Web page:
“I don’t think that the effects will be significant other than some confusion in the marketplace with buyers and sellers,” Vitalius added.

“The national media hype around the issue borders on sensationalism. Buyer agents and seller agents aren’t going to start working for free or or 1% any more than your plumber is going to drop his rates. The explanation and logistics of getting paid might start to shift but it will all settle out.”

The fine print

Tom Landry, owner of Benchmark Real Estate in Portland, said he expects the national settlement to have “repercussions in Maine,” adding that “the way agents conduct business and how they get paid will change.”

Courtesy / Benchmark Real Estate

Tom Landry

“That said, in Maine, with its consumer-centric real estate policies and procedures the changes will be limited in scope and nearly indiscernible to buyers and sellers,” Landry told Mainebiz.

A few key takeaways noted by Landry:

  • Agreements must be in writing for Multiple Listing Service participants acting for buyers. Interpretation: buyer-brokers and buyers need to sign an agreement that outlines their relationship, their joint responsibilities and obligations and how the buyer broker will be compensated. How this relates to Maine: this agreement is already in existence and required.
  • Compensation offers moved off MLS. Interpretation: Listing agents can not enter on MLS the amount of commission a buyer broker will earn when that agent’s client purchases a property.  This does not mean the listing agent and seller cannot offer a buyer broker commission or that the seller can not offer to pay a buyer’s closing costs. How this relates to Maine: Listing agents will need to discuss compensation strategies for themselves and eventual buyer brokers with sellers but keep this outside of MLS.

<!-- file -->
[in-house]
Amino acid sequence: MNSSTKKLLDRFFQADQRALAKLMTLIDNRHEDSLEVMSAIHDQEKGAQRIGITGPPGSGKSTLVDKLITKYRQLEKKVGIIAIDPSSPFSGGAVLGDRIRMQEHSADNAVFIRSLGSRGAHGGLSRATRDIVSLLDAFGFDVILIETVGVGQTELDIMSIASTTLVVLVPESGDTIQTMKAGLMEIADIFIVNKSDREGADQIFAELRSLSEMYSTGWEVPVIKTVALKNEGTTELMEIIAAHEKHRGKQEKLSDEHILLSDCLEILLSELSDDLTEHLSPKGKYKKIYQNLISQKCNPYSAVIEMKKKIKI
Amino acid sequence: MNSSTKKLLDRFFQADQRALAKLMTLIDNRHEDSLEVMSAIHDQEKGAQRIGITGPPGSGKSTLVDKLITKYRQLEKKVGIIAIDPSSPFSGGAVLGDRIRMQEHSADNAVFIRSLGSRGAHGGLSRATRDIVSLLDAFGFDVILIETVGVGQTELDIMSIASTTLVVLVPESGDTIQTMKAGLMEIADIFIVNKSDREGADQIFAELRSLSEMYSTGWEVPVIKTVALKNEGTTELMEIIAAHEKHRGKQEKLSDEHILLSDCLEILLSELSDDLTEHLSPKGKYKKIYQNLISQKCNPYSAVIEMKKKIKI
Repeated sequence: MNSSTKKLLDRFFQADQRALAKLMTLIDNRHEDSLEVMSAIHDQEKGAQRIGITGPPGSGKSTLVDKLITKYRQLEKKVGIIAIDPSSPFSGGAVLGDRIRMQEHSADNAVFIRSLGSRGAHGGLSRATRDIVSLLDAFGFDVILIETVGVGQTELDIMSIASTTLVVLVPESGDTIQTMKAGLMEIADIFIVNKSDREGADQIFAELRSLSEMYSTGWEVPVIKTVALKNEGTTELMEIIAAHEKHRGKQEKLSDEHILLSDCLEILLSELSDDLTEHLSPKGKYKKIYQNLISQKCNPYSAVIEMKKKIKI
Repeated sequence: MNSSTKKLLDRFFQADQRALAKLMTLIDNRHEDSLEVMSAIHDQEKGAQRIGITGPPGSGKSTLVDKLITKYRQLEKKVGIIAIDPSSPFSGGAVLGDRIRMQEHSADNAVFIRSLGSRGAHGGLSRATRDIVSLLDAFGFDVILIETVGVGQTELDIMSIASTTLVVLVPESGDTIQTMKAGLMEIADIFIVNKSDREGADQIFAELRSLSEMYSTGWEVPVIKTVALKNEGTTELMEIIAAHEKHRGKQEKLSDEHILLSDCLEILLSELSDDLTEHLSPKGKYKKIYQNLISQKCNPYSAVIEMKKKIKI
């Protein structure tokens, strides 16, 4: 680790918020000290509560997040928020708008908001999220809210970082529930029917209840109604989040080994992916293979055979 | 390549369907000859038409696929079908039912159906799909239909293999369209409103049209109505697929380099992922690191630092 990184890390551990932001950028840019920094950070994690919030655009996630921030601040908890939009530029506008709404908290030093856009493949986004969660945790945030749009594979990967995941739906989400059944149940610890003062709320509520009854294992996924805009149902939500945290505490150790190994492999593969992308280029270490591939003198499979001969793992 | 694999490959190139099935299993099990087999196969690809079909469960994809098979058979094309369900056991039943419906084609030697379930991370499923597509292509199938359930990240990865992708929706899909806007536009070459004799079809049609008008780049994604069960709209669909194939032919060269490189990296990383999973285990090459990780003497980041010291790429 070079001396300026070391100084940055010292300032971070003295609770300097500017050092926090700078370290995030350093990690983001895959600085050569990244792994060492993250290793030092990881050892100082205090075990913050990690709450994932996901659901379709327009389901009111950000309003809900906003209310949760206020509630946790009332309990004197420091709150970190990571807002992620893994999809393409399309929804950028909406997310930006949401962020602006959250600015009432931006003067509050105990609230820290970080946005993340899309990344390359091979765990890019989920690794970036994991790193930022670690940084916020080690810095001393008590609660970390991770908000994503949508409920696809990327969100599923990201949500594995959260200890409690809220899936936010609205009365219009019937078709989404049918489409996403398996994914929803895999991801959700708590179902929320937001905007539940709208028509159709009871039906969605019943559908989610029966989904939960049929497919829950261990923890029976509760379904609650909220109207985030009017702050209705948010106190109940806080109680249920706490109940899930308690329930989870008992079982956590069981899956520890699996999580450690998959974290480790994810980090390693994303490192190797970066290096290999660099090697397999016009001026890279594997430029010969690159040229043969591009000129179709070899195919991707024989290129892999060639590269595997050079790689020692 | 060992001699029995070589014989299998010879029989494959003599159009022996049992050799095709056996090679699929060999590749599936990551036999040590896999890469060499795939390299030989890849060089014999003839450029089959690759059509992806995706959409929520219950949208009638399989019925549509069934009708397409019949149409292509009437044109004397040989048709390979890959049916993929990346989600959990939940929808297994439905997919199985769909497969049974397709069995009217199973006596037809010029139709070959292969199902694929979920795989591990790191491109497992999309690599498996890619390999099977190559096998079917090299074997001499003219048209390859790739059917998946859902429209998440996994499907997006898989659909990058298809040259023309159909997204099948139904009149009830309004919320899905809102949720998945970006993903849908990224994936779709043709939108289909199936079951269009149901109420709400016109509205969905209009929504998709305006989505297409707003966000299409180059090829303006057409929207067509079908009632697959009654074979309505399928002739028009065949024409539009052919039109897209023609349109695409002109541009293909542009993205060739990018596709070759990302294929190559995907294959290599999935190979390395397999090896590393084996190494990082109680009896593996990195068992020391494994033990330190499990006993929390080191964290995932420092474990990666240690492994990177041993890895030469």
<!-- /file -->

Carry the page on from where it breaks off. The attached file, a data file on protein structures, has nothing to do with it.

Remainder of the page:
• Buyer-brokers / buyers: These parties will need to spend more time on the existing document. This too might be modified by the Maine Association of Realtors ensuring that buyers understand that a seller might not offer compensation, out of the closing, for their buyer broker. In this instance the buyer will be more likely to compensate their agent in another manner.

“We believe and hope the changes will be more form over function,” Landry added. “The current system of highly qualified and fairly compensated, seller and buyer brokers working to each help their clients has served Maine consumers for over 100 years.

“Any significant changes to this current business model that in any way negatively affects consumers would be tragic. Buying and selling real property is one of life’s most important, impactful and complicated endeavors. Having professional Realtors who are licensed, regulated and equitable paid will ensure consumers are cared for.”

The new rules are expected to take effect by late summer.

Source link

Related Articles

Leave a Reply

Your email address will not be published. Required fields are marked *

Back to top button

Get our latest downloads and information first. Complete the form below to subscribe to our weekly newsletter.

    Input this code: captcha